Date posted: 11/03/2024

How much tax do Oscar winners pay?

As the winners and losers at this year’s Oscars are announced, we take a look at the financial complexities of being a celebrity and the temptation of many to dodge their tax bill.

Quick take

  • The higher your income the more tax you are liable for, though for some Hollywood stars that doesn’t necessarily mean they pay it.
  • A Hollywood star bringing in US$10 million could be required to pay up to 37% in tax.
  • Blaming poor advice from an accountant is top of the list for some stars who have tried to dodge the IRS.

When the nominations for the 96th Academy Awards were announced in January this year, many people erupted over the fact that Australian actress Margot Robbie and American director Greta Gerwig missed out on nominations for the box office juggernaut Barbie.

Despite pulling in more than US$1.4 billion at the box office so far, using a doll to comment on the patriarchy and the effects of feminism failed to convince the judges of Robbie’s acting skills. It must be some consolation then, according to Entertainment Tonight, that Robbie took home US$59 million in combined salary and box office bonuses, due to her company, LuckyChap, also producing the film.

While the academy may have chosen to ignore Robbie’s acting talents, the tax department most certainly won’t. But just how much tax Robbie is up for is complicated – depending on level of income, deductions available and the jurisdiction's tax laws, says Jim Bell CA, director at James Bell Accounting & Advisory in Auckland.

“Often, high-earning individuals, including movie stars, may be subject to higher income tax rates. Additionally, the location of their residence and where they earn income can impact their tax liabilities,” Bell says. 

Margot RobbiePictured: Margot Robbie. Image credit: GettyImage.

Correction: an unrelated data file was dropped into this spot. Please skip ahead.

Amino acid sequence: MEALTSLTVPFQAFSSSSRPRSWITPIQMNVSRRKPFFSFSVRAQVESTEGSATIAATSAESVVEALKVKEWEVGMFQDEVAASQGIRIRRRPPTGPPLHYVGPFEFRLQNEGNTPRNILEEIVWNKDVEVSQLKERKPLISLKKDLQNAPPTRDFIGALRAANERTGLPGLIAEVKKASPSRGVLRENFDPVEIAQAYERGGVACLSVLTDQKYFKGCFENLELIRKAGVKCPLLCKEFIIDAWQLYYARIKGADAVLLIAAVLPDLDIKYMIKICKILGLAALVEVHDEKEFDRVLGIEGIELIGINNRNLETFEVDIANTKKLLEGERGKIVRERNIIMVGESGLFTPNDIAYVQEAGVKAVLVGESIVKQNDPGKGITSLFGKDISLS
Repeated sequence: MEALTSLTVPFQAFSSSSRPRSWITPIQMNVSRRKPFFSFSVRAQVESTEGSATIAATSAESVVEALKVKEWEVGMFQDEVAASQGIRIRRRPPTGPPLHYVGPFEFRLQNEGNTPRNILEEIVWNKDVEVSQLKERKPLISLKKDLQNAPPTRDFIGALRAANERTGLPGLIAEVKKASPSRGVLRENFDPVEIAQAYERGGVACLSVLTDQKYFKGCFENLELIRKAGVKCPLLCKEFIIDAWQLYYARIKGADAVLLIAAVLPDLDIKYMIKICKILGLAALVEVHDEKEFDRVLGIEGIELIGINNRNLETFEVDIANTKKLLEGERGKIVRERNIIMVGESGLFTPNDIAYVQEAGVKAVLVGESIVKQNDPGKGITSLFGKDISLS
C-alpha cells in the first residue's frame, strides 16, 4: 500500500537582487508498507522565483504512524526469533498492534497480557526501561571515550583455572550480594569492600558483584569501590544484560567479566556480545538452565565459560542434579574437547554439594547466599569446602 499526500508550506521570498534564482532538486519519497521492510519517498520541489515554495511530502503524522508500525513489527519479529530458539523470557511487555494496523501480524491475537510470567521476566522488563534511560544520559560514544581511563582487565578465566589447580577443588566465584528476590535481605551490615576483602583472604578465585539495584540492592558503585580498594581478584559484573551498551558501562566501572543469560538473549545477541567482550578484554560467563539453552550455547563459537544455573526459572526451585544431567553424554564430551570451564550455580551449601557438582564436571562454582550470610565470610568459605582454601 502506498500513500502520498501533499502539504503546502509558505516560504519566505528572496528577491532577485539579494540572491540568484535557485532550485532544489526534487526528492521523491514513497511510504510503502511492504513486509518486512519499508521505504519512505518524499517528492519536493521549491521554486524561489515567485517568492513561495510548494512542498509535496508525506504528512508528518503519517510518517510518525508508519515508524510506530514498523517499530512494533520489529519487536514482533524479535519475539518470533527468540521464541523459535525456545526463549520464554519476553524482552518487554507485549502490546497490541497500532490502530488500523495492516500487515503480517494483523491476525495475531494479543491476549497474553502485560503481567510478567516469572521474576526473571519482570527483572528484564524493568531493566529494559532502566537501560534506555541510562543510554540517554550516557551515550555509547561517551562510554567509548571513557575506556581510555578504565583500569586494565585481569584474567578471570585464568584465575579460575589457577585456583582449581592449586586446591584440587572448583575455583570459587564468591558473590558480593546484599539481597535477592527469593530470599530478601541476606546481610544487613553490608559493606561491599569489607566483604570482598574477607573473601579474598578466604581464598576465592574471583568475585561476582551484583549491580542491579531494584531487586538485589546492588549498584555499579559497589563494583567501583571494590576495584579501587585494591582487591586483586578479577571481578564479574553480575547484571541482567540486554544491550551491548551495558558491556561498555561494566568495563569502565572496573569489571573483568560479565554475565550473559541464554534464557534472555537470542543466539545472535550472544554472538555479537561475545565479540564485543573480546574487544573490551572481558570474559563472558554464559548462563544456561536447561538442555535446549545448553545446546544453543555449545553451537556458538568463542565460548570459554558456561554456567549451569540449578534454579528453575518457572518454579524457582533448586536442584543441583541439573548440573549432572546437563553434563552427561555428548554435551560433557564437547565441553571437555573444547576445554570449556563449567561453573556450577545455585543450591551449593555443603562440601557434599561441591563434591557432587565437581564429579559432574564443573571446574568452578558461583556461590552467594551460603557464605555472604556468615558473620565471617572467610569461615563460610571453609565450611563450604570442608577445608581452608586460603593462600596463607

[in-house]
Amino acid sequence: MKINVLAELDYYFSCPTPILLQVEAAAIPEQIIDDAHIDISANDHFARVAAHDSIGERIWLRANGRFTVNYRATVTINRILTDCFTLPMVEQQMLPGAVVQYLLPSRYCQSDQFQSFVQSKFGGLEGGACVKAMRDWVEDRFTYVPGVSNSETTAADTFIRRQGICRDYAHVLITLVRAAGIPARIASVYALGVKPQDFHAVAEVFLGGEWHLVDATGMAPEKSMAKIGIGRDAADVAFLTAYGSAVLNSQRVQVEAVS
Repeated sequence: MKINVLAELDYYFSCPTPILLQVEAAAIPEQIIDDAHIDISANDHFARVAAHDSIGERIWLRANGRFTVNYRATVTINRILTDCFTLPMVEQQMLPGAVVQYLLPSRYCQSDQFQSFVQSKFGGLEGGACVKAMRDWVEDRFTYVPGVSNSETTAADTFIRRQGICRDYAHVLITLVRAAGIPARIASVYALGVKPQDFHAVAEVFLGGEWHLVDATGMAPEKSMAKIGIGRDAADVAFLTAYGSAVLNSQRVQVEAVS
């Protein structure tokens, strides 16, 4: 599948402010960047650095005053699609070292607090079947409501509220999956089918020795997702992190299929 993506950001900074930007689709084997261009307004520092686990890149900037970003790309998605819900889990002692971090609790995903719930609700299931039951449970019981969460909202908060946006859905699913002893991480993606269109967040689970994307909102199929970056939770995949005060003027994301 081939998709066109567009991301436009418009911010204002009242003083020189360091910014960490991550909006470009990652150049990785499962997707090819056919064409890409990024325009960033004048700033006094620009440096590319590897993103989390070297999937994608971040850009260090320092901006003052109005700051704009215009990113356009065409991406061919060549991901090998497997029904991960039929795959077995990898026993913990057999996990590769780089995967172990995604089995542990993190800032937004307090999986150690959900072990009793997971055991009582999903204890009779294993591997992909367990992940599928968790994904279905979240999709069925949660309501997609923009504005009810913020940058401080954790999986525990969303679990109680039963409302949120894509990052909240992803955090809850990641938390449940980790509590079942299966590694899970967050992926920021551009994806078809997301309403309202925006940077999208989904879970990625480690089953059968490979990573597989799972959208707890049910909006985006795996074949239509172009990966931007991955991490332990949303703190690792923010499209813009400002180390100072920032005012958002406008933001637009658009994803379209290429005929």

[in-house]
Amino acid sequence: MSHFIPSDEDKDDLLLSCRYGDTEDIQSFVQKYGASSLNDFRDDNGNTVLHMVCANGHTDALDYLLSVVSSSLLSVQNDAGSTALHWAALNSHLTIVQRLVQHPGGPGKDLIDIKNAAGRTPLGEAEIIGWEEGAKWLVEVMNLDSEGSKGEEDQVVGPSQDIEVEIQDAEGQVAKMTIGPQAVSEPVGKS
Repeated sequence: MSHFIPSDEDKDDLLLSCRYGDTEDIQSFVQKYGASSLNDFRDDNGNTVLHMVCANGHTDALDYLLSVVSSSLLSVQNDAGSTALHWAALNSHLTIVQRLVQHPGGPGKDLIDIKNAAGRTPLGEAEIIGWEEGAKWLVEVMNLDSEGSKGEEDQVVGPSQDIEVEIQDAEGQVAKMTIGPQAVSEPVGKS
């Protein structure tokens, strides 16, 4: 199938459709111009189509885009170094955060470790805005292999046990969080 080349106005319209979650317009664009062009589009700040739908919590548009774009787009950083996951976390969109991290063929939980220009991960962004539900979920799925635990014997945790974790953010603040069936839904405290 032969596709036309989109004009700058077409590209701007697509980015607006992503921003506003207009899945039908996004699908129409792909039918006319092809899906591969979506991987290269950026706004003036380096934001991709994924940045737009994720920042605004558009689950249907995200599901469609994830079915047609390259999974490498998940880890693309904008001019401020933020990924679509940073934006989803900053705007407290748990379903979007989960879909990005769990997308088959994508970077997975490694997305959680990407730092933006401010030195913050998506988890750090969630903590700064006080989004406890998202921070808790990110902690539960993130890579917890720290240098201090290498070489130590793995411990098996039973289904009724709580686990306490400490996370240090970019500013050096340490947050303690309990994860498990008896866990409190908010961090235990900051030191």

How do Hollywood salaries work?

Actors are usually paid on a project-by-project basis and their income will largely depend on past salaries they’ve commanded, previous box office earnings and how well known they are.

In this year’s Oscars line-up, best supporting actor nominee Ryan Gosling was reportedly paid US$12.5 million for his portrayal of Ken in Barbie. It’s a mere portion of what Robbie earned, but one that still comes with a hefty tax bill. If the Canadian-born actor is up for the highest US income tax rate of 37%, in its simplest calculation that would attract a tax bill of roughly US$4.6 million.

Using the same calculation, nominee for best actor Cillian Murphy, who took home US$10 million for his role as Robert Oppenheimer, ‘father of the atomic bomb’ in Oppenheimer, would be up for US$3.7 million, plus any taxes due in his home country of Ireland.

Cillian MurphyPictured: Cillian Murphy. Image credit: GettyImage.

Gifts that can cost you

On top of that, the largesse of others in the form of gift bags can also bring a nasty surprise.

Last year’s Oscar nominees’ bag of goodies was worth approximately US$123,000 provided by various companies. It might seem generous, until you factor in that the Internal Revenue Service (IRS) determines it to be income and recipients are promptly hit with a tax bill.